Boy Born Without Limbs Grows Up to Live Independently

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When Jane had her first child 27 years ago, she wasn’t prepared for what followed. Her son, Brandon, was born without legs or arms. It’s such a rare congenital condition, there is no name for it.

At first, she could think only about what Brandon wouldn’t be able to do. But quickly, she and her husband made an important decision: Rather than let their son feel sorry for himself, they were going to help him be as independent as possible. They also wanted to make sure their family was surrounded by people who had a positive attitude.

All that work and determination has paid off.

A graduate of Ball State University, Brandon now has a job, drives a car – with special equipment – and recently got married. He’s done it all with the help of his parents, his two younger sisters, loyal friends, a canine companion, professional caregivers and a whole lot of perseverance.

“The caregiving my parents provided to me as I was growing up really helped prepare me for where I am right now,” Brandon said. “One of the things we always talked about growing up is thinking outside of the box. They always taught me different ways to accomplish things.”

And they didn’t cut him a lot a slack. When he was little and it was time to put away toys, Brandon was expected to carry them to the bottom of the stairs, and then someone else would take them upstairs. He needed to learn his task was important too, Jane said.

It hasn’t been an easy journey. Brandon has undergone more than 20 surgeries and countless doctor’s appointments. The rest of the family had to make sacrifices.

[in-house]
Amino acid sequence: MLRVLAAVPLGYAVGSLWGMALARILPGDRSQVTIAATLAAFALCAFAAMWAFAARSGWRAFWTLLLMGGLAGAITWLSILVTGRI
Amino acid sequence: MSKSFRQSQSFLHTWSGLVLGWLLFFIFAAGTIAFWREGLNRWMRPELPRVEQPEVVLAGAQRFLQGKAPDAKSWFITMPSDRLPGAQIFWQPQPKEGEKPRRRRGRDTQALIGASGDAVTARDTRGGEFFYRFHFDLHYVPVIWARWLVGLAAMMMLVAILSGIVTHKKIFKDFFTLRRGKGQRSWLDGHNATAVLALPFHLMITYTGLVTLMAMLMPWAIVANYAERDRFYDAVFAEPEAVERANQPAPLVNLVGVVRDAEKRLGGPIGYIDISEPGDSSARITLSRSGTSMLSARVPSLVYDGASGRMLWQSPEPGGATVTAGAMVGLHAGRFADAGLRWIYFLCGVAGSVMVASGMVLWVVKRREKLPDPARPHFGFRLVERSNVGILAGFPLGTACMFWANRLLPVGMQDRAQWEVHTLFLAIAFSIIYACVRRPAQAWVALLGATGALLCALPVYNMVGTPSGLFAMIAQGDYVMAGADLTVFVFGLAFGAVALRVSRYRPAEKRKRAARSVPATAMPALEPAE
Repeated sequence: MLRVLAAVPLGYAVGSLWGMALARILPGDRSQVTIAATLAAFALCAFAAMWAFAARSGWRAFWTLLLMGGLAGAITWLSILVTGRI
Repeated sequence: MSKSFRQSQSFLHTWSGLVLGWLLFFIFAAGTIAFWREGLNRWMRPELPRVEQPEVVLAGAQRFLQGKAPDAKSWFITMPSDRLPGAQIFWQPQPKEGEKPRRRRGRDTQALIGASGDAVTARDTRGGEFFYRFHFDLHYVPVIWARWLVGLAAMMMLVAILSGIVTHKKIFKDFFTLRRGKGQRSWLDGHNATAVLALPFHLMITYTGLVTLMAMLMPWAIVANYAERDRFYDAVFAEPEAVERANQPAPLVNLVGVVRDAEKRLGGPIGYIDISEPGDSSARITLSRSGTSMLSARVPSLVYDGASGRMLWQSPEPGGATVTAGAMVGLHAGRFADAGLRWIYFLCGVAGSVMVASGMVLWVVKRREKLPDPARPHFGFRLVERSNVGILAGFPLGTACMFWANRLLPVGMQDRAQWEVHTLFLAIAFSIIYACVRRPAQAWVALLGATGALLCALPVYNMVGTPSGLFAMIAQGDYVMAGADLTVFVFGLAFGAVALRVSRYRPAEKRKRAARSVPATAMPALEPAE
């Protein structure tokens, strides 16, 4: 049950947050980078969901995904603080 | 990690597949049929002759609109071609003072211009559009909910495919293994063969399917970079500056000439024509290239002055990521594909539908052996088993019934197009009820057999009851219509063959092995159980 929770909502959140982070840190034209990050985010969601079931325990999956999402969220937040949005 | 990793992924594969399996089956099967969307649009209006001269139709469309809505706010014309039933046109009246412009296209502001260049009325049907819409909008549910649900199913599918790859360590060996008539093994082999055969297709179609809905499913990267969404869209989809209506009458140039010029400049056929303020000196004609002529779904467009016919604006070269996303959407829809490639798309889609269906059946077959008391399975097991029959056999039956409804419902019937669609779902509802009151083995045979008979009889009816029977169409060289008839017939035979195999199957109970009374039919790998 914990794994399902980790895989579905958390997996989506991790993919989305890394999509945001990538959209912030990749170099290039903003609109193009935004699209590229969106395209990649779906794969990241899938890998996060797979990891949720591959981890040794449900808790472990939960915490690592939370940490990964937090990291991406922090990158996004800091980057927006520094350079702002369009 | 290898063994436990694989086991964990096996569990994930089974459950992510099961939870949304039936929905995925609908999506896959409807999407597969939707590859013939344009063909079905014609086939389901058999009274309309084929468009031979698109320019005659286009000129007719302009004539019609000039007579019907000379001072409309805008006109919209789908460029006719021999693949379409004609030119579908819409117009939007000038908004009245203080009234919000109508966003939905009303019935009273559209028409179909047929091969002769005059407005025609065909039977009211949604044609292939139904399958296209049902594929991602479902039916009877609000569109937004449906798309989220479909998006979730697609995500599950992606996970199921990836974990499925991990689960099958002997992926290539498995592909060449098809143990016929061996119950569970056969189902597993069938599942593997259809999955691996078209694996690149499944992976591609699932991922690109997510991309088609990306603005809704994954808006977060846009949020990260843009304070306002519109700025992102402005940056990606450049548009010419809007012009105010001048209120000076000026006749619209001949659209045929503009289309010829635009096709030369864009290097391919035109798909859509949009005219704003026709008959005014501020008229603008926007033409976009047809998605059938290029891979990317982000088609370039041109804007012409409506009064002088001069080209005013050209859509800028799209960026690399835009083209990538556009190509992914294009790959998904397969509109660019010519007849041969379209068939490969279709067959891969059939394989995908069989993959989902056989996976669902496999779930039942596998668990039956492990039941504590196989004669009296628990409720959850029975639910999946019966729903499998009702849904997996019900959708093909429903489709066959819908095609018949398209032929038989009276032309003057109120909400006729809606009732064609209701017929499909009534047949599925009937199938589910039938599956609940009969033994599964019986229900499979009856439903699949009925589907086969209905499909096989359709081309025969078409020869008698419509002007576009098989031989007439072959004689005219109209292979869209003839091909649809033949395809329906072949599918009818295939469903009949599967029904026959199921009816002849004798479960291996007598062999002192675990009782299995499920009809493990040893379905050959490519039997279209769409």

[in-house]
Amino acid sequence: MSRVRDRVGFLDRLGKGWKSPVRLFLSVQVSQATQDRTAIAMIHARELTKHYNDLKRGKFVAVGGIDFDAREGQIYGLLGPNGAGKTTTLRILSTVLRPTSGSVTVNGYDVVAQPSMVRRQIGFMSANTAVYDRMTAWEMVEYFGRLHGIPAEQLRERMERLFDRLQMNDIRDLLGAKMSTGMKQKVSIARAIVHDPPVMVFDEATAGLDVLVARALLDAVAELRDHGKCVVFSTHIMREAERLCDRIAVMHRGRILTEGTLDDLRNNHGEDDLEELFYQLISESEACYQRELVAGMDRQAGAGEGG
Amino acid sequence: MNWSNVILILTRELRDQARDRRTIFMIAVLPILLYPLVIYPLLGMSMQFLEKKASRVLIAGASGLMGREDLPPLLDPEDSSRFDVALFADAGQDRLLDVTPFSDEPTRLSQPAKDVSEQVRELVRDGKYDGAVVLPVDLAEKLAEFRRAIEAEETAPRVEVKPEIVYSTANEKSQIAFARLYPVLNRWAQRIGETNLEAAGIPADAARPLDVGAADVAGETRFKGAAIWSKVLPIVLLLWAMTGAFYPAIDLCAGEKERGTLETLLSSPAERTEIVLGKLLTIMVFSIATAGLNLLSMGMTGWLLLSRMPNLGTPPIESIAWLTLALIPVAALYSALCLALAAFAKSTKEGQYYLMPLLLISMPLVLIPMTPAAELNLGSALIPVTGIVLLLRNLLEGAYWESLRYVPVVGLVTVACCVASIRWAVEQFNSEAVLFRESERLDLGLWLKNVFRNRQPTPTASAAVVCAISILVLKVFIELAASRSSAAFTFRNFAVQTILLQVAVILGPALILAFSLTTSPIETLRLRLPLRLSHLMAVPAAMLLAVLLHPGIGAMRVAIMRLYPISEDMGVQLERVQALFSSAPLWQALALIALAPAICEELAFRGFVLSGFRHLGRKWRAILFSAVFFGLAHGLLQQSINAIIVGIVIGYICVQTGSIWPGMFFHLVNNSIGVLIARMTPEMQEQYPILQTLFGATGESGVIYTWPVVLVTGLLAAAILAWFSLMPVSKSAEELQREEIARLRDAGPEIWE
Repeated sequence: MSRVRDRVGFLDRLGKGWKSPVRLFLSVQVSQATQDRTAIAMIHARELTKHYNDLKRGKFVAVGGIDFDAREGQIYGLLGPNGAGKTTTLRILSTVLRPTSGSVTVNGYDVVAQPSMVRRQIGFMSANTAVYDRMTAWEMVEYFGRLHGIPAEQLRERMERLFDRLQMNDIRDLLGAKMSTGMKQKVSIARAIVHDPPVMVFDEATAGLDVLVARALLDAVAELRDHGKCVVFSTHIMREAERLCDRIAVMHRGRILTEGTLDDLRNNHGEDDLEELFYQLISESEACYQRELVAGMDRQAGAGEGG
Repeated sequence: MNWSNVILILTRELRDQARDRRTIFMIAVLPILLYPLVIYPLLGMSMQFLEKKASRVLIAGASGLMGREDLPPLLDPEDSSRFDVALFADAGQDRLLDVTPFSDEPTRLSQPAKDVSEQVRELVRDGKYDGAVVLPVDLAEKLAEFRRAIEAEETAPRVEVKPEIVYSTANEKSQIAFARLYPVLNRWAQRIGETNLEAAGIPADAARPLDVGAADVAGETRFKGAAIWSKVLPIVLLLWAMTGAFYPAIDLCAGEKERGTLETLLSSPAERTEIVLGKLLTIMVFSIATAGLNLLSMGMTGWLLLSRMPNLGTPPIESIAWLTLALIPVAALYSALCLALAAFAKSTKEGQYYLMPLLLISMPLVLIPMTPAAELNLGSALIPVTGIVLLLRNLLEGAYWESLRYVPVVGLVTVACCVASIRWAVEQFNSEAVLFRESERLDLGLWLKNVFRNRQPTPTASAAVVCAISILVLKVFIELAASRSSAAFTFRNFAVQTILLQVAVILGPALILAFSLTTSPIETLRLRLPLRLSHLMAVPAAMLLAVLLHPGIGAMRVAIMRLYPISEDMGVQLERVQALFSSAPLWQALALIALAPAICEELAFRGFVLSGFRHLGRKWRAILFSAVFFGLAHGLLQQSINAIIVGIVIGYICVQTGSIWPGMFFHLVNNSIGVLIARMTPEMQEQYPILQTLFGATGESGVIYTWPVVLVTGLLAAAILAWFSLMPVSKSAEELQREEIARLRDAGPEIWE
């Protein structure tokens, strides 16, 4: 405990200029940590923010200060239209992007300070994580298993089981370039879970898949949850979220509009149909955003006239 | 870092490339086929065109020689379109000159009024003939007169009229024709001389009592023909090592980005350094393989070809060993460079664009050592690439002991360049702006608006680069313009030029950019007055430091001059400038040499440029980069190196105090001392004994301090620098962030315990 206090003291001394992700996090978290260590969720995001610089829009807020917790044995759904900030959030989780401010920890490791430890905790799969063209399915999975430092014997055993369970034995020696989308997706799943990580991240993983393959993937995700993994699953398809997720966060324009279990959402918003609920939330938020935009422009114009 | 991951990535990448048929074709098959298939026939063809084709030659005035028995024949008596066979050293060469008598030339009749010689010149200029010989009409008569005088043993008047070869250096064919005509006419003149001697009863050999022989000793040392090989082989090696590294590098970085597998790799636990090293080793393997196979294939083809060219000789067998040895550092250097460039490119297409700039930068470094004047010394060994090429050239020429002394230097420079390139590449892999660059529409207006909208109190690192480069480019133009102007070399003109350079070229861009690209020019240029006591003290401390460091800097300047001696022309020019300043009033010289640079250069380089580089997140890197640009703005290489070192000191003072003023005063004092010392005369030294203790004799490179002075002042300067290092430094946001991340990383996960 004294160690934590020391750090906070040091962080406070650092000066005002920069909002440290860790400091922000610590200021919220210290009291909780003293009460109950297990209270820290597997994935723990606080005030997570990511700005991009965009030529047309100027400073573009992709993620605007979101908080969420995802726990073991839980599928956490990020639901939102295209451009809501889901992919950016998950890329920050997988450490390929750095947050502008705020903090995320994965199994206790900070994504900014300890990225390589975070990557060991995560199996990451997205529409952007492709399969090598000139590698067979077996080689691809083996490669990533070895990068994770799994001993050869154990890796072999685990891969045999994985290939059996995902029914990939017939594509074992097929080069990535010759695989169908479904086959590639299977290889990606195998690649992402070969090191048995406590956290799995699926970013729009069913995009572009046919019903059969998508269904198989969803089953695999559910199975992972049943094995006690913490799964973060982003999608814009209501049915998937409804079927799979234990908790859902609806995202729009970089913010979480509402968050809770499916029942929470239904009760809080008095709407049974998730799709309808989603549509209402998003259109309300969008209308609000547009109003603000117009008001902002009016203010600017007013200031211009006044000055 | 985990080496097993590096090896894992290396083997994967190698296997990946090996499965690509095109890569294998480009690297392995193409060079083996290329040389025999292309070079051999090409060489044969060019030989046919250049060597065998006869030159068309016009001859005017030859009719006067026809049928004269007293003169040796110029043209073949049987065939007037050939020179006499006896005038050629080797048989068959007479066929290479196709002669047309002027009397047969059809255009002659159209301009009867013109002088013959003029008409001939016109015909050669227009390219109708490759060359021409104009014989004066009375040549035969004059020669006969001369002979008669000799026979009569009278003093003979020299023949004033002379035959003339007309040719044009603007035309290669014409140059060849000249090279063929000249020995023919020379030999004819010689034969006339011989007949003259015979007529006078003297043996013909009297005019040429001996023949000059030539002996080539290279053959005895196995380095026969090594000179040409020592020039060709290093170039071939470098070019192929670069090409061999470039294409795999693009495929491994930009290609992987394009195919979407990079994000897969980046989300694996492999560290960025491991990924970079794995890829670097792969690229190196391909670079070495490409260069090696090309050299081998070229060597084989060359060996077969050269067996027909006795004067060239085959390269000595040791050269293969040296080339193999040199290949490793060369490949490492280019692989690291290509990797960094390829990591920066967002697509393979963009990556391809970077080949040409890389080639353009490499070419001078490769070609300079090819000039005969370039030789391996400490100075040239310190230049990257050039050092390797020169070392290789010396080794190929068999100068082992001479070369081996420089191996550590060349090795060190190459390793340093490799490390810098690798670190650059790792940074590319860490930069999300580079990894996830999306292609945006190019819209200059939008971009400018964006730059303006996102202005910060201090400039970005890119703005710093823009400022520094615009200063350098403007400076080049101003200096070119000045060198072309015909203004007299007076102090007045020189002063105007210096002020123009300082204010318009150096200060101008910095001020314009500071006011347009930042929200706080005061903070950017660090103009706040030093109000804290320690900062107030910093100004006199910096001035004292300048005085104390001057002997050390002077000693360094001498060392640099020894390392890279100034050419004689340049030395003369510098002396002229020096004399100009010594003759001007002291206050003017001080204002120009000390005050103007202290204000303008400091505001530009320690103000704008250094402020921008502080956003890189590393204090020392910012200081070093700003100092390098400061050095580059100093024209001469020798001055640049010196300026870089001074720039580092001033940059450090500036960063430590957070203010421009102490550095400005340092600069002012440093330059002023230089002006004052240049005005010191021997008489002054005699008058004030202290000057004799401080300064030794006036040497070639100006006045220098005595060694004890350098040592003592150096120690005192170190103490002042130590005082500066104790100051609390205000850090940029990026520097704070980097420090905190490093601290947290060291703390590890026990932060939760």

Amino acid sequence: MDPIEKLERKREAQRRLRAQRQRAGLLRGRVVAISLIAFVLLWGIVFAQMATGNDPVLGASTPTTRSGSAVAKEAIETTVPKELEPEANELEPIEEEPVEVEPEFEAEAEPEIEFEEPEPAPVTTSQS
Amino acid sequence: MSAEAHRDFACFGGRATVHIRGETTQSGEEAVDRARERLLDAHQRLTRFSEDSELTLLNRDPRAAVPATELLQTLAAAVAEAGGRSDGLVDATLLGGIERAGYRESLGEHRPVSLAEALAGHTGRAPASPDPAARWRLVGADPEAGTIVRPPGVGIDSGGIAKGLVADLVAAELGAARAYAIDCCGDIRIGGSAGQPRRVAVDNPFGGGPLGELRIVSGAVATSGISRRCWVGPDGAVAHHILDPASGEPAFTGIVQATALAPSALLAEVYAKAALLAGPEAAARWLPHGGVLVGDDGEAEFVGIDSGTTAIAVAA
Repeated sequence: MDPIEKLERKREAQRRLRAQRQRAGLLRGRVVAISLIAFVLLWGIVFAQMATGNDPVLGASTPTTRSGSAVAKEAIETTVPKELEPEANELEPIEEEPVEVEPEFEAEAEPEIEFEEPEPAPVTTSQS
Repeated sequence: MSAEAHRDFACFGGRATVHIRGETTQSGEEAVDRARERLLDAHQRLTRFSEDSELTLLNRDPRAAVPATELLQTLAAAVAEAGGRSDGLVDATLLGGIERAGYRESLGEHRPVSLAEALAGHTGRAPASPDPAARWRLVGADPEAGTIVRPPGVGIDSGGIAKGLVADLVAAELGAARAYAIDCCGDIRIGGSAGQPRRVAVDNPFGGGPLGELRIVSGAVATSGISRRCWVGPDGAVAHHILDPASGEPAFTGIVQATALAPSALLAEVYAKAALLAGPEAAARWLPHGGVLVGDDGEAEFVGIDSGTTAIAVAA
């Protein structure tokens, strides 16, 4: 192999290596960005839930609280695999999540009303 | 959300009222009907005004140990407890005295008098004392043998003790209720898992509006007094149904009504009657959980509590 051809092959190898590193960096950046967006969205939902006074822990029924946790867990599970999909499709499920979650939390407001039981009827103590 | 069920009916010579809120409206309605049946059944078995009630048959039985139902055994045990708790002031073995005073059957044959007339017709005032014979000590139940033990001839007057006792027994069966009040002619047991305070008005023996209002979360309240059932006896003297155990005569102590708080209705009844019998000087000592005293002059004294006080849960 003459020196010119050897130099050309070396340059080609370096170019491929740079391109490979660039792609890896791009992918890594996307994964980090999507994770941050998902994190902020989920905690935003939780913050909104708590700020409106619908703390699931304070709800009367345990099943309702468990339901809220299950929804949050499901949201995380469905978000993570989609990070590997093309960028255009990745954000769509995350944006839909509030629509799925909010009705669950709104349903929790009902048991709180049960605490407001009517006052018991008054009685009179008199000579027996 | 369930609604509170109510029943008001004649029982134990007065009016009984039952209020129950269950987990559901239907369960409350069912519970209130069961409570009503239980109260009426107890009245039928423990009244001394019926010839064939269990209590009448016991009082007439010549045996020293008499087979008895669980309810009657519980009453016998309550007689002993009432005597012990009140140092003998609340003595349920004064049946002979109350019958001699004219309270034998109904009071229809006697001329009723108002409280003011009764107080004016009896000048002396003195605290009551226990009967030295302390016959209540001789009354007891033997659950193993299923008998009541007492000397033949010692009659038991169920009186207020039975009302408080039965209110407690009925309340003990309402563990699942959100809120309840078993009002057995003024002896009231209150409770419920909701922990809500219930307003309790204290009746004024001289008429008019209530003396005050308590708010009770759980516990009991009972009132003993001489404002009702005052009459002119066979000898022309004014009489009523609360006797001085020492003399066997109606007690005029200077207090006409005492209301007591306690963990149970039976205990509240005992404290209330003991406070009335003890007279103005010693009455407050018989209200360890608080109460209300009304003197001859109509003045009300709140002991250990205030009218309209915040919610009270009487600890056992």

The situation was a challenge emotionally too. It was hard for Jane to watch other kids Brandon’s age accomplish milestones that her son hadn’t reached yet – or might never be able to reach. Each time, she and her husband would go through a grieving process, and then they had to refocus.

To help her get through those times, she relied on other parents of special needs children.

“There is an alone factor. I had lots of family; I had lots of friends that were willing to be there for us, but no one really understands what I’m going through emotionally, physically,” Jane said. “When you are talking to another parent of a child with special needs – even someone with a different diagnosis – there is a connection there. There’s a heart-to-heart connection, and you can say things the way you can’t with other people.”

As deputy director of the nonprofit About Special Kids, Jane has become a real proponent of helping parents connect, whether it’s in a support group or one-on-one. Making that connection was a huge part of helping her cope with the challenges of caring for her special needs child.


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